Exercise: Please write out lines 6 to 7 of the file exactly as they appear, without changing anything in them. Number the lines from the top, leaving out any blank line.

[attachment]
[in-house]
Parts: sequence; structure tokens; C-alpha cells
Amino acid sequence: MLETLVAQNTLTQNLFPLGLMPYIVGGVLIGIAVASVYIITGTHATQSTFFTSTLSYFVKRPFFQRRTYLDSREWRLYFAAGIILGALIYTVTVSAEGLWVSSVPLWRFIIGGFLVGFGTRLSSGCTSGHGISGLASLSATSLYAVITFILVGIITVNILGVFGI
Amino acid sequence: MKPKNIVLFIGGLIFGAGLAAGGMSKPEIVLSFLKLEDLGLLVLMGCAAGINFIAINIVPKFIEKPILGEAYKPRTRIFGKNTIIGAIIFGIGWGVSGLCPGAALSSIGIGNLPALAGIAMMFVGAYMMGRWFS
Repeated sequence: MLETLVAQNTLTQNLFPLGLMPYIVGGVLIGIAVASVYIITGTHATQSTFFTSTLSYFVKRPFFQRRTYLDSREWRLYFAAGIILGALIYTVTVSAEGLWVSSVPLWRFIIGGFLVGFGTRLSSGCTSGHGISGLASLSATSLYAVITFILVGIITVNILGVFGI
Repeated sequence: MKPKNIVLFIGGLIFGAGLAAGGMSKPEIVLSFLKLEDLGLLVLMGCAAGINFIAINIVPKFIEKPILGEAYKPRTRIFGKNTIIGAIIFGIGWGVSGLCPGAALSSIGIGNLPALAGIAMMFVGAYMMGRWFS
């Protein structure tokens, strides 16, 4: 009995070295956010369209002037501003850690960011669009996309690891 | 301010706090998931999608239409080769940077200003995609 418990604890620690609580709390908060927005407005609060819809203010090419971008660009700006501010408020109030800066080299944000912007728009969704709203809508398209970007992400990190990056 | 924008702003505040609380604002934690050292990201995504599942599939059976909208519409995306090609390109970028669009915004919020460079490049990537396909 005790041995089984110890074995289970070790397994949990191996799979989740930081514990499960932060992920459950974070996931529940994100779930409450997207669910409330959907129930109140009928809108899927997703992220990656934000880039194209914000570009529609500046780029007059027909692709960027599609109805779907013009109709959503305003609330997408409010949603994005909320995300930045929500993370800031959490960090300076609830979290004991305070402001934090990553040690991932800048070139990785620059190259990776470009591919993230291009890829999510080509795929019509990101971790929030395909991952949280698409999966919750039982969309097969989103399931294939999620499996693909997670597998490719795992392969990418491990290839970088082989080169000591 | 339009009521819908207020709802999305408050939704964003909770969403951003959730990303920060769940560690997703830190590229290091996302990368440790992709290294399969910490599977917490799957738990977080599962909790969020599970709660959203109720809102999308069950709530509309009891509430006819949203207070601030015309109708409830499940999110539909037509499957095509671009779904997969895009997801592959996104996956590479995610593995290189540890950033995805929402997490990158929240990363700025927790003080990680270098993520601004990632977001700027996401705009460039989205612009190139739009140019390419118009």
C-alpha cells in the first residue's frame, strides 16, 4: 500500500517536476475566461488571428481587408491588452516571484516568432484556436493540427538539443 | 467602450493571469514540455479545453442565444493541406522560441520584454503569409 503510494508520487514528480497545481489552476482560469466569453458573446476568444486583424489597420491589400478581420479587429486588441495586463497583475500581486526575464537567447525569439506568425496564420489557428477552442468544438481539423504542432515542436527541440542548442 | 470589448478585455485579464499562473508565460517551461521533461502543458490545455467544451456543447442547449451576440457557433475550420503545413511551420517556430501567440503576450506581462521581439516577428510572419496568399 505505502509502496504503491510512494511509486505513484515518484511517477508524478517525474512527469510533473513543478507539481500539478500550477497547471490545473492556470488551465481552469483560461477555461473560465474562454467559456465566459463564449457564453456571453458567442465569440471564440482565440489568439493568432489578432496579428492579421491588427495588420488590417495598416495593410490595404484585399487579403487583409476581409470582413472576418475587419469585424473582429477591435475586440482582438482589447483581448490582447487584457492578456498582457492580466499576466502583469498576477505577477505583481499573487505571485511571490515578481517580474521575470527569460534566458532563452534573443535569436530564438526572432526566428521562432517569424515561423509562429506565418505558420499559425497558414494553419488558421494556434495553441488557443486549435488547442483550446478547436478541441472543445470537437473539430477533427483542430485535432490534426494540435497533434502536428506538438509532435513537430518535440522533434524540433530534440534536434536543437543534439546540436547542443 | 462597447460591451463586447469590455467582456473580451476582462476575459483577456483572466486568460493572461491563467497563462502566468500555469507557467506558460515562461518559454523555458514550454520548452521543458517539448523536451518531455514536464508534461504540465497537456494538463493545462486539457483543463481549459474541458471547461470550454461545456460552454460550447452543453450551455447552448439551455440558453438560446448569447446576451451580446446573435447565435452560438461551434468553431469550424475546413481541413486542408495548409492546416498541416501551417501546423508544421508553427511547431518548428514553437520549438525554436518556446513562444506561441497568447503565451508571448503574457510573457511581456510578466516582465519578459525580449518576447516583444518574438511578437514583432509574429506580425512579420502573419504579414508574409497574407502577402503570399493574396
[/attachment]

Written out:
Repeated sequence: MKPKNIVLFIGGLIFGAGLAAGGMSKPEIVLSFLKLEDLGLLVLMGCAAGINFIAINIVPKFIEKPILGEAYKPRTRIFGKNTIIGAIIFGIGWGVSGLCPGAALSSIGIGNLPALAGIAMMFVGAYMMGRWFS
């Protein structure tokens, strides 16, 4: 009995070295956010369209002037501003850690960011669009996309690891 | 301010706090998931999608239409080769940077200003995609 418990604890620690609580709390908060927005407005609060819809203010090419971008660009700006501010408020109030800066080299944000912007728009969704709203809508398209970007992400990190990056 | 924008702003505040609380604002934690050292990201995504599942599939059976909208519409995306090609390109970028669009915004919020460079490049990537396909 005790041995089984110890074995289970070790397994949990191996799979989740930081514990499960932060992920459950974070996931529940994100779930409450997207669910409330959907129930109140009928809108899927997703992220990656934000880039194209914000570009529609500046780029007059027909692709960027599609109805779907013009109709959503305003609330997408409010949603994005909320995300930045929500993370800031959490960090300076609830979290004991305070402001934090990553040690991932800048070139990785620059190259990776470009591919993230291009890829999510080509795929019509990101971790929030395909991952949280698409999966919750039982969309097969989103399931294939999620499996693909997670597998490719795992392969990418491990290839970088082989080169000591 | 339009009521819908207020709802999305408050939704964003909770969403951003959730990303920060769940560690997703830190590229290091996302990368440790992709290294399969910490599977917490799957738990977080599962909790969020599970709660959203109720809102999308069950709530509309009891509430006819949203207070601030015309109708409830499940999110539909037509499957095509671009779904997969895009997801592959996104996956590479995610593995290189540890950033995805929402997490990158929240990363700025927790003080990680270098993520601004990632977001700027996401705009460039989205612009190139739009140019390419118009």